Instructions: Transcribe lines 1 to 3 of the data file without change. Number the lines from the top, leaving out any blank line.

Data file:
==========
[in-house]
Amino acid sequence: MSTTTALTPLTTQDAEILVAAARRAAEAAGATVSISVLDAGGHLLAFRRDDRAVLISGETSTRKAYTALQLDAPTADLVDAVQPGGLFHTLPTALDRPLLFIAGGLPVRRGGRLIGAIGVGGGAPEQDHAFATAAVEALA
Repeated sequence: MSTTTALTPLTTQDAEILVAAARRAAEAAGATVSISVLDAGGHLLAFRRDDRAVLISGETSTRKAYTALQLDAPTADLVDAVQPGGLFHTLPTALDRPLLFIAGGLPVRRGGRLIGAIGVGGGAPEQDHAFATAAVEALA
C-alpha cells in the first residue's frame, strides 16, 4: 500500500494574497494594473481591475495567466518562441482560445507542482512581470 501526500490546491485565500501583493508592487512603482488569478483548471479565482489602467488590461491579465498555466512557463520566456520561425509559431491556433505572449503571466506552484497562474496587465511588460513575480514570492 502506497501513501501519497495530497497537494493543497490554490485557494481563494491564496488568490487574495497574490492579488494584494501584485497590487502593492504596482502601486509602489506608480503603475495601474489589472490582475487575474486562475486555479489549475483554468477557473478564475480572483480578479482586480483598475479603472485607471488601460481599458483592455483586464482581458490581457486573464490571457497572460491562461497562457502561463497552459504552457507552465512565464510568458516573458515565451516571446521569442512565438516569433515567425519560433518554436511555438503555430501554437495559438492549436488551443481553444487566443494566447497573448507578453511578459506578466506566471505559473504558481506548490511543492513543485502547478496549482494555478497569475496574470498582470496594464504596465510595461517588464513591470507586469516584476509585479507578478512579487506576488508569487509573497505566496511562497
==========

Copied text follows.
[in-house]
Amino acid sequence: MSTTTALTPLTTQDAEILVAAARRAAEAAGATVSISVLDAGGHLLAFRRDDRAVLISGETSTRKAYTALQLDAPTADLVDAVQPGGLFHTLPTALDRPLLFIAGGLPVRRGGRLIGAIGVGGGAPEQDHAFATAAVEALA
Repeated sequence: MSTTTALTPLTTQDAEILVAAARRAAEAAGATVSISVLDAGGHLLAFRRDDRAVLISGETSTRKAYTALQLDAPTADLVDAVQPGGLFHTLPTALDRPLLFIAGGLPVRRGGRLIGAIGVGGGAPEQDHAFATAAVEALA